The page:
Alaskan Renewable Energy and Climate Action
The Juneau Commission on Sustainability (JCOS) was created by the City & Borough of Juneau to research and advise the CBJ on community sustainability. “The City & Borough of Juneau is committed to a sustainable future that meets today’s needs without compromising the ability of future generations to meet their needs.” CBJ Resolution 2528. JCOS is tasked with a wide range of public needs and concerns, from electric vehicle charging planning, to composting, to the Renewable Energy Strategy.
Renewable Energy Alaska Project (REAP) is a coalition of large and small Alaska utilities, businesses, conservation and consumer groups, Alaska Native organizations, and municipal, state and federal entities with an interest in developing Alaska’s vast renewable energy resources. REAP works to increase the production of renewable energy in Alaska and bring the benefits of clean, economic and inexhaustible renewable power to citizens in the state. REAP also promotes energy efficiency and conservation as a way to reduce residents’ energy bills and potentially avoid construction of expensive new power plants.
The Alaska Center works across the state to protect the resources that sustain our families, cultures, and communities, while ensuring that Alaskans have a voice in the decisions impacting our future. One of their three priority areas is Climate and Clean Energy. Juneau resident Sally Rue is on their board.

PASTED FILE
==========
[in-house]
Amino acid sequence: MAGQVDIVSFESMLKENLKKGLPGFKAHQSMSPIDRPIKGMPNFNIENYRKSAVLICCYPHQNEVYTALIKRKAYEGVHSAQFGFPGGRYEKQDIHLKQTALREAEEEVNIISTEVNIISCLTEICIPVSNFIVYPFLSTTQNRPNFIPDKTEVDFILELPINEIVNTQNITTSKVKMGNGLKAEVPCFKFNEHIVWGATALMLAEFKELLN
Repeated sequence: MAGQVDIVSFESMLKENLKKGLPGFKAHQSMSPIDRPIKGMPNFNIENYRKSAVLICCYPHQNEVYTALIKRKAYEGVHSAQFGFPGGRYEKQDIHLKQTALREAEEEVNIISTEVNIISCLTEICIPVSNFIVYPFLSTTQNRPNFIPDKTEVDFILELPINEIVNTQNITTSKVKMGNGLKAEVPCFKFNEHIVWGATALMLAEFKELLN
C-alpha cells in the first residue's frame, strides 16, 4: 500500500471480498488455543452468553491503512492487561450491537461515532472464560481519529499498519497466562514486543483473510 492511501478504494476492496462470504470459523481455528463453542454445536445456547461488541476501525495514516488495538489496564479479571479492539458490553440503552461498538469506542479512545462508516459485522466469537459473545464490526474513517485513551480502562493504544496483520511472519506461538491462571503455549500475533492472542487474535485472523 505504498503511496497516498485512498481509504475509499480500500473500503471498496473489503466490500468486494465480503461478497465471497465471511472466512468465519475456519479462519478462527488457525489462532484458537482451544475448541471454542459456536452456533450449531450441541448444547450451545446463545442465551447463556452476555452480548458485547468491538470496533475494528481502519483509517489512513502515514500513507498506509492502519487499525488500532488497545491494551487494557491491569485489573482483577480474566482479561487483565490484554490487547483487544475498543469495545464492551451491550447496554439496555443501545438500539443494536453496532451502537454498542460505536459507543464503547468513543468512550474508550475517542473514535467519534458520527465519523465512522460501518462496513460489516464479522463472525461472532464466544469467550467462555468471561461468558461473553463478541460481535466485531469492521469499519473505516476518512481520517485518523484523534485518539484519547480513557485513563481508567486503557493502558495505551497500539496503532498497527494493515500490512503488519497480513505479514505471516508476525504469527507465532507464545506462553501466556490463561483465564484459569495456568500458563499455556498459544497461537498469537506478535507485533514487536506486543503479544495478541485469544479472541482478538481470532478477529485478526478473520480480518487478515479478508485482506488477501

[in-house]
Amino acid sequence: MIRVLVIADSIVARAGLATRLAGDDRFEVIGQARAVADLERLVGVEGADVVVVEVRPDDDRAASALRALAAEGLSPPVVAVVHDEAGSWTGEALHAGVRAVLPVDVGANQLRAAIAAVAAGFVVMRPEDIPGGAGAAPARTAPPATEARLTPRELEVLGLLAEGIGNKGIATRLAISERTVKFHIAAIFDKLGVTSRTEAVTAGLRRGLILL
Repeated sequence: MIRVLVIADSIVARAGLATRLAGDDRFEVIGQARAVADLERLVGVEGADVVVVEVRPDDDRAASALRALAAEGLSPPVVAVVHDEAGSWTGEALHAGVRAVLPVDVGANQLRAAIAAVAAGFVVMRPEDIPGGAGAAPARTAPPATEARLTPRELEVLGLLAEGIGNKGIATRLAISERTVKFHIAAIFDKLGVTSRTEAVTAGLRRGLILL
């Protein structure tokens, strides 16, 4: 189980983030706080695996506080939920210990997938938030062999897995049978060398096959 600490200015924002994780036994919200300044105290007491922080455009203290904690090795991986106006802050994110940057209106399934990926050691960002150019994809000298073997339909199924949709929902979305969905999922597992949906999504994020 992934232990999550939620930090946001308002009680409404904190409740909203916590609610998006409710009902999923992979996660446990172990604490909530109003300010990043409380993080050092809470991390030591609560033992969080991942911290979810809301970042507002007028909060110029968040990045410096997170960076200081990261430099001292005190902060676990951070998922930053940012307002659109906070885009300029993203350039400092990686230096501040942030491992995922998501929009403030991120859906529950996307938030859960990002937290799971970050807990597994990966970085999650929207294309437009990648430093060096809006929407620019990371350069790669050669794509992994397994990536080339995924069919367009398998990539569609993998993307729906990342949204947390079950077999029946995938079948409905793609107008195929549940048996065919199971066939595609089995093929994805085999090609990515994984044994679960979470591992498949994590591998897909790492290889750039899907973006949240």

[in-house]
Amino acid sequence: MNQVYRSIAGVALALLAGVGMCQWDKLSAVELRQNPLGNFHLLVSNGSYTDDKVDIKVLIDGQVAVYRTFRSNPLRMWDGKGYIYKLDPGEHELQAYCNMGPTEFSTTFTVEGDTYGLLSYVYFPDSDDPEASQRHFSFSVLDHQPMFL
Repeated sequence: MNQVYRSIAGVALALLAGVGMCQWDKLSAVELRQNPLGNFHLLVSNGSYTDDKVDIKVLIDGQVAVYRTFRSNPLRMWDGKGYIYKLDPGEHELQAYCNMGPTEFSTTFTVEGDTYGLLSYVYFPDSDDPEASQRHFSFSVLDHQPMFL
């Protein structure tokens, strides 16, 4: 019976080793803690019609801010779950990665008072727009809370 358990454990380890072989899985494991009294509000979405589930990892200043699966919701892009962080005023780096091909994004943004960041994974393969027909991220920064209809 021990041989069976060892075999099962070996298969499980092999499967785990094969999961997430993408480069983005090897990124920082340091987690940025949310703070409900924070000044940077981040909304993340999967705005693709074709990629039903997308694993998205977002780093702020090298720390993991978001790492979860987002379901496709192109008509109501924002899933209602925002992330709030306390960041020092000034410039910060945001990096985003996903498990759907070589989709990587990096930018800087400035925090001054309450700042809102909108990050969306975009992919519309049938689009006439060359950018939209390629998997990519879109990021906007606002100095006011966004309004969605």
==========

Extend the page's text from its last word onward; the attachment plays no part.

The Cold Climate Housing Research Center (CCHRC) in Fairbanks, Alaska is an industry-based, nonprofit corporation created to facilitate the development, use, and testing of energy-efficient, durable, healthy, and cost-effective building technologies for people living in circumpolar regions around the globe.
Other Renewable Energy and Climate Action
InsideClimate News is an independent, not-for-profit, non-partisan news organization that covers clean energy, carbon energy, nuclear energy and environmental science—plus the territory in between where law, policy and public opinion are shaped.
350 uses online campaigns, grassroots organizing, and mass public actions to oppose new coal, oil and gas projects, take money out of the companies that are heating up the planet, and build 100% clean energy solutions that work for all. 350’s network extends to 188 countries. Presently, Juneau has the only Alaskan affiliate group, 350Juneau, (website coming soon) though it is rumored that Sitka will soon have its own 350 group.